Respondent argues that the reasoning of Trejo does not apply to Williams because he was no longer a juvenile when he committed the in-prison offense of battery. We disagree. While footnote 7 in Trejo states that the opinion does not address the application of section 1170.1, subdivision (c) to youth offenders who commit in-prison crimes at age 26 or older, that issue was not before the court. Trejo 's reasoning, however, adheres with equal force here. Trejo 's examination of the plain text of section 3051 in concert with its legislative purpose persuades us that section 3051 overrides sentences for all in-prison offenses not expressly excluded by operation of the statute. The opinion's language and reasoning provide a cogent understanding of the legislative scheme and its constitutional mandate, and support the conclusion that the age at which the juvenile offender commits the in-prison offense is not a disqualifying factor. We agree with Trejo 's analysis and extend it to the facts here.
A more recent Court of Appeal decision agrees as well. (In re Jenson, 24 Cal.App.5th 266, 233 Cal.Rptr.3d 868 (2018) (Jenson).) In Jenson, the court held that a youth offender granted parole was not required to serve a consecutive five-year term for an in-custody offense committed when he was age 29. The court explained: “while Trejo 's holding necessarily is limited to its facts, we discern nothing in the court's thoughtful statutory analysis that would not apply equally to defendants who commit in-prison crimes as adults.” (Id. at p. 877.)
Finally, Respondent's contrary interpretation raises grave constitutional concerns. If accepted, Respondent's view would deprive youthful offenders such as Williams of the meaningful opportunity to obtain release from prison required in Franklin, an opportunity that allows a proper balance in sentencing that is consistent with the constitutional limits prescribed by the United States Supreme Court and the Califorinia Supreme Court. We decline to interpret section 3051 in a fashion that gives rise to potential constitutional issues. (Frye v. Tenderloin Housing Clinic, Inc. (2006) 38 Cal.4th 23, 42–43, 40 Cal.Rptr.3d 221, 129 P.3d 408, 419 [holding that statutes are interpreted so as to avoid the conclusion that the Legislature intended to enact an unconstitutional statute]; Korea Supply Co. v. Lockheed Martin Corp. (2003) 29 Cal.4th 1134, 1146, 131 Cal.Rptr.2d 29, 63 P.3d 937 [presuming that the Legislature does not intend to enact unconstitutional provisions]; see also Ashwander v. Valley Authority (1936) 297 U.S. 288, 348, [56 S.Ct. 466, 80 L.Ed. 688]; People v. Davenport (1985) 41 Cal.3d 247, 264, 221 Cal.Rptr. 794, 710 P.2d 861 [construing statutory language so as to avoid serious constitutional questions].)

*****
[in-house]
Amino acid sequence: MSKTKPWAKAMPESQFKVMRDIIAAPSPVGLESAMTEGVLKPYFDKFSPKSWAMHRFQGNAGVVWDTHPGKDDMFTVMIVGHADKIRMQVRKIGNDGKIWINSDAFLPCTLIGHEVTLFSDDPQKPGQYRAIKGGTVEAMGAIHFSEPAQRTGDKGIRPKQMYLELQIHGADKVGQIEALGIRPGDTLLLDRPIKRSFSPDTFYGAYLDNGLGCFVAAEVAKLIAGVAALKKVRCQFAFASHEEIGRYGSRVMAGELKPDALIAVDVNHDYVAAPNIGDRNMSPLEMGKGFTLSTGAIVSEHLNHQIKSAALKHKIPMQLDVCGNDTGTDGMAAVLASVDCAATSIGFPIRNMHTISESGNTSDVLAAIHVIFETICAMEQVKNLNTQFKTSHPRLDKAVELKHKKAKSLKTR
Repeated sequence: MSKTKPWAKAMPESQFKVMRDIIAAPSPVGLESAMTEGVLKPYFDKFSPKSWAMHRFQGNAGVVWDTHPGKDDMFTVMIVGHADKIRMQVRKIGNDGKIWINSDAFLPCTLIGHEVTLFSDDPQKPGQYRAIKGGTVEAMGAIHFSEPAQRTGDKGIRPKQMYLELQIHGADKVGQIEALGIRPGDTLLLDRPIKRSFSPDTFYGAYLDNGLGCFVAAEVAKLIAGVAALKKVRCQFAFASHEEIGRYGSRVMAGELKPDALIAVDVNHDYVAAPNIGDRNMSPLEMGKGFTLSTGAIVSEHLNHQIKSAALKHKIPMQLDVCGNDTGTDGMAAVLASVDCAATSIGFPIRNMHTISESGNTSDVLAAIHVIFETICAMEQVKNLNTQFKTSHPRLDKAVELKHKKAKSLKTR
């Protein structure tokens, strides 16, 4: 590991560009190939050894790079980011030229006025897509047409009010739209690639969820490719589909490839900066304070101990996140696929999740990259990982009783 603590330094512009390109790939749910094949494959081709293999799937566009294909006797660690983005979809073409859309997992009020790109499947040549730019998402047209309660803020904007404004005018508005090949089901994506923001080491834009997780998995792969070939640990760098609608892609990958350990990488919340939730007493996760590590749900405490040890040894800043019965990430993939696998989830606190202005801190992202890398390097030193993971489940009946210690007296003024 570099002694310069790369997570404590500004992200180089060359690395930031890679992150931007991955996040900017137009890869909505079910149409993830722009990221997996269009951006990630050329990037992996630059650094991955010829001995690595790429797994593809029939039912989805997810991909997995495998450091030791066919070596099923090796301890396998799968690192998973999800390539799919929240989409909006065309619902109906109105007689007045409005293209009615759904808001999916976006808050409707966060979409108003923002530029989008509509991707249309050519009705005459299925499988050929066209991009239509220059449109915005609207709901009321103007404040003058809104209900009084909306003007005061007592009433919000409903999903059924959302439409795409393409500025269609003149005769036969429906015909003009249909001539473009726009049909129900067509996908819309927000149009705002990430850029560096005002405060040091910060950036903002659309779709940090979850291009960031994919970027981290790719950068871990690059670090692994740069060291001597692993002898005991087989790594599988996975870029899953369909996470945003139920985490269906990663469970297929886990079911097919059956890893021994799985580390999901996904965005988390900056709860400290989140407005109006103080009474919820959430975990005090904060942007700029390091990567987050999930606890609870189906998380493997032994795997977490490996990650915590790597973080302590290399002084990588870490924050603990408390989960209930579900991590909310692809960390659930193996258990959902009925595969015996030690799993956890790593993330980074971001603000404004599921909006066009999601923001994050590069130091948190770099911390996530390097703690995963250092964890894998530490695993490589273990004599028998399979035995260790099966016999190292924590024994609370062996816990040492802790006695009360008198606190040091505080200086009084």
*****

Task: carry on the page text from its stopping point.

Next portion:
As discussed above, subsection (h) of section 3051 excludes inmates who are convicted of in-prison offenses after reaching age 26 from the benefits of the statute only if their additional crime has as a necessary element malice aforethought or is a crime for which the sentence is life in prison. No other adult in-prison crimes are listed as disqualifying an inmate from the benefits of section 3051; this court may not infer additional exemptions not enumerated. Because Williams was convicted of the in-prison crime of battery—which neither includes malice as an element, nor is punished by a term of life in prison—after reaching age 26, the statute provides him relief, and he cannot be required to serve the additional eight-year term.
2. Williams Is Suitable for Release on Parole
On December 29, 2016, the Board conducted Williams' juvenile offender parole hearing and found Williams suitable for release. The Board explained that because Williams was 21 years old when he committed the commitment offense, it gave “great weight to the diminished culpability of juveniles as compared to adults, the hallmark features of youth, and any subsequent growth and maturity in reviewing an inmate's suitability for parole pursuant to Penal Code section 3041.5.” The Board stated that it “look[ed] at the fact that 25 years have passed and many of the circumstances that tend to show suitability pursuant to Title 15, Section 2402, Subdivision (d) are present in this case.” The Board was “satisfied that [Williams] had shown signs of remorse and accepted responsibility for [his] crime.” They also stated: “We did look at your disciplinary record and we took into consideration your lack of violence-related infractions since 2000 and we observed the upward trend, the positive trend in self-discipline and self-control.” Having considered Williams' controlling offense, his disciplinary record, Williams' age of incarceration, 21, and present age, 48, they also concluded the probability of recidivism was reduced. Although the Board cautioned Williams at the end of the hearing that “[j]ust keep in mind this is a tentative decision and you've got a Thompson term I think you have to serve[,]” it was clear that the Board had considered Williams in-prison conviction in deciding that “Williams would not pose a potential threat to public safety.”